“If the Navy believes that China or Russia possesses advanced aerospace technologies that represent a national security vulnerability, the American people have the right to know what their government is doing about it,” he said in his statement to POLITICO.

We are going to stay on the issue and follow through like we said we wanted to do.”

The Navy never answered Walker’s questions. Where’s Tim Russert when you need him?

Former Defense Official Says Pentagon Should Be Investigating Pilot Sightings

Remember those super-maneuverable drones I was talking about, the tic tac and the sphere-encasing-a-cube, the ones that so far defy explanation? I saw an article a few days ago that said:

The now-established data on unexplained aerial phenomena is undeniable. Since at least 2004, numerous U.S. Navy aircrews have seen hypersonic- and anti-gravity-capable unidentified aerial phenomena with their eyes and on their gun cameras. This phenomena evidences technical performance capabilities far in advance of any national military. In some cases, that data is matched by satellite tracking, sonar, and radar data sets. This issue is real and significant.

So, these craft do exist. A former Defense official, Christopher Mellon, also says they exist. Mellon was the Deputy Assistant Secretary of Defense for Intelligence (the third highest intelligence position at the Pentagon) and later for Security and Information Operations. He was also Staff Director of the Senate Select Committee on Intelligence. Says Mellon:

We know that UFOs exist. This is no longer an issue. The NAVY itself has publicly acknowledged the fact that they exist, and NAVY pilots ― active duty pilots ― have gone on the record in the New York Times acknowledging the fact that they exist. So the issue now is: why are they here, where are they coming from and what is the technology behind these devices that we are observing?

Before I go on, it’s important to state that UFO does not mean alien. It’s just something that hasn’t been explained. Here, again, is the government’s official stance on aliens:

In November 2011, the White House released an official response to two petitions asking the U.S. government to acknowledge formally that aliens have visited Earth and to disclose any intentional withholding of government interactions with extraterrestrial beings.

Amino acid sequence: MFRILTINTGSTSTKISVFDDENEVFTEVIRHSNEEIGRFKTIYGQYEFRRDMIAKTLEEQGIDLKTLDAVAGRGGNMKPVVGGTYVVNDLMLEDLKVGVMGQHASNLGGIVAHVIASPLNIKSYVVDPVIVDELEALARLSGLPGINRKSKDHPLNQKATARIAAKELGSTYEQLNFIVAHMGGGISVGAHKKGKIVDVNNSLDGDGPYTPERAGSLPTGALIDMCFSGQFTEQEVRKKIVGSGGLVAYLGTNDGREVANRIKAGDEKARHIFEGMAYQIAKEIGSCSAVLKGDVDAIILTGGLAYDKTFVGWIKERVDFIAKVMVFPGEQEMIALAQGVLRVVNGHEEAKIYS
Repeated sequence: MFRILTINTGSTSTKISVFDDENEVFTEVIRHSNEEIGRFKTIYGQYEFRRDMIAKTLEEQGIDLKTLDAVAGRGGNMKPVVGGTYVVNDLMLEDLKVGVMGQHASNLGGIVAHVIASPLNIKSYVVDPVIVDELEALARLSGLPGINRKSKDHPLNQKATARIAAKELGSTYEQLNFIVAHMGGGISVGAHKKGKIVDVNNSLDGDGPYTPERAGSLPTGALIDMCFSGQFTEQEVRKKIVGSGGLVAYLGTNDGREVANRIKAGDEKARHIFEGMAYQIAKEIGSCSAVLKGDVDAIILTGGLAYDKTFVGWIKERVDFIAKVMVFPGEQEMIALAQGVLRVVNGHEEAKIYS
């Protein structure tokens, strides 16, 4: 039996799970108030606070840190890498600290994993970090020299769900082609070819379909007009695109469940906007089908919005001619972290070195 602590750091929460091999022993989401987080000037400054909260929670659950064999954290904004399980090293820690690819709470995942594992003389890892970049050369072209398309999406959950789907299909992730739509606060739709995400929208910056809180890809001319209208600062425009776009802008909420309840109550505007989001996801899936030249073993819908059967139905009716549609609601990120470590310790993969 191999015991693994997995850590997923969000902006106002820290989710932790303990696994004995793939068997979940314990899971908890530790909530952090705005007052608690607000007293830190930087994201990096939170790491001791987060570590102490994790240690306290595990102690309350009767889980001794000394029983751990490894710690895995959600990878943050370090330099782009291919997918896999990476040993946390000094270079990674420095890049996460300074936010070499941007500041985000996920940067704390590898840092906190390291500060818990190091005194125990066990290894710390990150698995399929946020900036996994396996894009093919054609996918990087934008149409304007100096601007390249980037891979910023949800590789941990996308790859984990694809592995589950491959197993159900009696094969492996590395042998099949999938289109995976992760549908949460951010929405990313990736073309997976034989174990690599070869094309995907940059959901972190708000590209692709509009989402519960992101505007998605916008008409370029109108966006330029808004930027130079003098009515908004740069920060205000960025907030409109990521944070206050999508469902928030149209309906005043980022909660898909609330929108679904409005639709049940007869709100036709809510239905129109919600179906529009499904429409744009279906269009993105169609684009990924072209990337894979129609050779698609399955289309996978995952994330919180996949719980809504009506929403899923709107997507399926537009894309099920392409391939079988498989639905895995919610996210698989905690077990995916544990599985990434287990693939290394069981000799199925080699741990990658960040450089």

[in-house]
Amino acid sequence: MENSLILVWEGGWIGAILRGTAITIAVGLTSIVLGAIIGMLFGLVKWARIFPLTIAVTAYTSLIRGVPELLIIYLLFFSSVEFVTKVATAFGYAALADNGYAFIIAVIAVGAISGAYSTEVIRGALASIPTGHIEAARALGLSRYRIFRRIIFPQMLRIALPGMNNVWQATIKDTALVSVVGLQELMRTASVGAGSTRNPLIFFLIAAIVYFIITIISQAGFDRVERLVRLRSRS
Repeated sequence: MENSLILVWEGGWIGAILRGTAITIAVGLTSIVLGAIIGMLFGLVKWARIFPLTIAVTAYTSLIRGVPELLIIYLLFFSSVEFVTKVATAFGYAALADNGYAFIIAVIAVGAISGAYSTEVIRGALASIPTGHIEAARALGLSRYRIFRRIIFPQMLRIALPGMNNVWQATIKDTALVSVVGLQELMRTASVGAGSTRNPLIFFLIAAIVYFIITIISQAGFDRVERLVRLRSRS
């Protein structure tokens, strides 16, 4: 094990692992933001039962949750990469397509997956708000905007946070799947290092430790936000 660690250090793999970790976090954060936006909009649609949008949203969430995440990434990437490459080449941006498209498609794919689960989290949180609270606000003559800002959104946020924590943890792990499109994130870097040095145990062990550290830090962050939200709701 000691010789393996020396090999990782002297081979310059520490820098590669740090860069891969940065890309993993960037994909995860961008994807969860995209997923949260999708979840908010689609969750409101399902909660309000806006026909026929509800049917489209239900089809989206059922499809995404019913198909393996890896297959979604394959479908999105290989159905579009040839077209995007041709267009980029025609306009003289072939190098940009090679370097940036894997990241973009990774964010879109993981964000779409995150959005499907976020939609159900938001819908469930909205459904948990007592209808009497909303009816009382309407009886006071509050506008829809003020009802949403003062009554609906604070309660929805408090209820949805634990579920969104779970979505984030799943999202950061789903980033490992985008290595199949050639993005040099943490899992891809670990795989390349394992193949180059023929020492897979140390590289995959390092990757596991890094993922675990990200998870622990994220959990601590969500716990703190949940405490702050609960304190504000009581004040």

According to the response, “The U.S. government has no evidence that any life exists outside our planet, or that an extraterrestrial presence has contacted or engaged any member of the human race.” Also, according to the response, there is “no credible information to suggest that any evidence is being hidden from the public’s eye.”

The response noted “odds are pretty high” that there may be life on other planets but “the odds of us making contact with any of them — especially any intelligent ones — are extremely small, given the distances involved.”

The government wrote that in 2011. In 2012 they stopped funding research into these unexplained craft, even though sightings by pilots continued. Mellon wrote an essay for the Washington Post last year decrying that fact:

The Military Keeps Encountering UFOs. Why Doesn’t The Pentagon Care?, Washington Post, 9 March 2018

The videos, along with observations by pilots and radar operators, appear to provide evidence of the existence of aircraft far superior to anything possessed by the United States or its allies. Defense Department officials who analyze the relevant intelligence confirm more than a dozen such incidents off the East Coast alone since 2015. In another recent case, the Air Force launched F-15 fighters last October in a failed attempt to intercept an unidentified high-speed aircraft looping over the Pacific Northwest.